One morning he woke up to feel his buddy's fingers on his shoulder. When he moved the hand, he realized his friend had frozen to death in the night.
In the peace of the park, the hurtfulness of such experiences might have softened, although that tough man with Italian blood knew how to endure.
Joseph E. DiMeo, who also survived the island-hopping campaign in the South Pacific in World War II and who eased his bitterness over the "forgotten" Korean War by helping its veterans and taking every opportunity to remind Americans of that brutal conflict that killed 33,741 Americans, died Friday of congestive heart failure. He was 93 and lived in South Philadelphia.
As a member of the Veterans of Foreign Wars, Joe would visit the Atlantic City casinos and collect used playing cards to be distributed to veterans hospitals all over the country. He would also volunteer at the hospitals, offering his services for whatever needed to be done.
He was able to devote more time to these endeavors after he retired from his career as an electrician for the city in 1985. He also had more time for golf, his major source of recreation.
Joe was on occupation duty in Japan with the 24th Infantry Division when the Korean War began in June 1950. World War II had been over for only five years, and America was not ready for another war. His unit was part of Task Force Smith, which was the first to fight in Korea, and the engagement was a disaster. Among the hundreds taken prisoner was Cpl. Joseph DiMeo.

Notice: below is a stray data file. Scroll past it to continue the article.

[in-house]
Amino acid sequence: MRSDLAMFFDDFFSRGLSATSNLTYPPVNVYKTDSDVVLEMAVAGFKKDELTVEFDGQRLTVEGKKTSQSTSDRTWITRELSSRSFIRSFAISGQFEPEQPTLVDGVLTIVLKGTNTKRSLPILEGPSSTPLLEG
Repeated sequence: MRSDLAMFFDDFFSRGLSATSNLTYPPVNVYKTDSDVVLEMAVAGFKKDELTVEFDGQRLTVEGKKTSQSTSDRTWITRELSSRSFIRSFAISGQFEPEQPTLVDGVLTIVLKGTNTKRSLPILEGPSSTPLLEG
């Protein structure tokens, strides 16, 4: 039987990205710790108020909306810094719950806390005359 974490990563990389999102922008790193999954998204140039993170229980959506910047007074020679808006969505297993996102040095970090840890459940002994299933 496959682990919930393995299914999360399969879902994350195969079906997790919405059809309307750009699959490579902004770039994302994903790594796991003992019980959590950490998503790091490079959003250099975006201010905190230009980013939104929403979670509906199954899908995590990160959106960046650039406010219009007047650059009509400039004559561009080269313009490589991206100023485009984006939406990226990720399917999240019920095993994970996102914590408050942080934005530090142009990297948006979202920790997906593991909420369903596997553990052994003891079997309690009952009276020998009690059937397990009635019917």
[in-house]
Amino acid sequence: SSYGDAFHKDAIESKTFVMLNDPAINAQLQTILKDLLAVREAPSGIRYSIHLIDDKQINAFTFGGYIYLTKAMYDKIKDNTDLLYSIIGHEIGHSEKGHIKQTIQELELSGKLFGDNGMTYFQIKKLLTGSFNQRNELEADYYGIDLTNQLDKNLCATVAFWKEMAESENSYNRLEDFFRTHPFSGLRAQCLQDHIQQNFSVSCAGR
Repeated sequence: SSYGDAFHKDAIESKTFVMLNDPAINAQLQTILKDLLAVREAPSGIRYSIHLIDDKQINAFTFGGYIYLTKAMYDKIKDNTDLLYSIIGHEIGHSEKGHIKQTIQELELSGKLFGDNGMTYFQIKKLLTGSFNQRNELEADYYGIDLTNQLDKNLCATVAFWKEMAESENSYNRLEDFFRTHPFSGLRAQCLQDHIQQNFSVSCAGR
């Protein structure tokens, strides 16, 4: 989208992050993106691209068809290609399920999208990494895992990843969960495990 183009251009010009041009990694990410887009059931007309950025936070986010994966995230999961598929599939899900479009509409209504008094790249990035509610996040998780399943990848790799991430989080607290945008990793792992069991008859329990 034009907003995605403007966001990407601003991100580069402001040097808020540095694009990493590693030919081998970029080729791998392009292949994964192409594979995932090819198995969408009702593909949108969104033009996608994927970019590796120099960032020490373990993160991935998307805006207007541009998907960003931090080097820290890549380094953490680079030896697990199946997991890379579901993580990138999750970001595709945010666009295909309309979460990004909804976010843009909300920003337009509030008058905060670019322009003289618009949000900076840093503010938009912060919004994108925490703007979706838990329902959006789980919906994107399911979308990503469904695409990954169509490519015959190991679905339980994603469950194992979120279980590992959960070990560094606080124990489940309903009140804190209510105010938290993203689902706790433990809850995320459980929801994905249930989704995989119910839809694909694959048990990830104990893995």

His ordeal had begun.
Soldiers and civilian captives were loaded into trains at Pyongyang and taken to Manpo on the Yalu River. From there, they were forced on a 110-mile "death march" in below-freezing temperatures to Chunggang. The commander of the guards was a ruthless officer whom the captives called "Tiger." Tiger enforced strict discipline on the prisoners and didn't hesitate to personally kill anyone who resisted or simply fell behind due to illness or exhaustion.
Through the next 38 months, DiMeo suffered from hunger and torture as he resisted his captors' efforts to get him to denounce the U.S. He was often held in solitary confinement as punishment. His weight dropped from 185 pounds to 85. He often felt he was near death.
Meanwhile, his family back in Philadelphia was suffering its own hell. They were told only that he was missing, and for months they feared he had been killed. The relief they experienced when it was disclosed that he was a prisoner resounded throughout South Philadelphia. Joe received a Purple Heart and the Bronze Star for valor.
Joseph DiMeo was born in a small town outside Rome. He was brought to the U.S. at age 9 by his father, John DiMeo. His mother, Rosa, died as she was about to board a ship to join them. He attended St. Monica's Parochial School. He didn't make it to high school and joined the Army at an early age. He eventually was shipped to the South Pacific with the 77th Division.
Joe was relucant to talk in detail about his war experiences, giving his family only brief glimpses of some of his trials, such as the time he dragged a wounded comrade off the battlefield under fire.
That man was from Hawaii, and he went home after the war, raised a large family and always credited Joe DiMeo with saving his life.
Joe married the former Helen Warner in 1978, but he had known her since 1954. She died last year. They had no children.
Services: Funeral Mass noon Tuesday at St. Richard's Church, 18th and Pollock streets. Friends may call at 10 a.m. at the Monti-Rago Funeral Home, 2531 S. Broad St. Burial will be in Ss. Peter and Paul Cemetery, Marple.
Contact John F. Morrison at 215-854-5573 or email@example.com or on Twitter @johnfmorrison.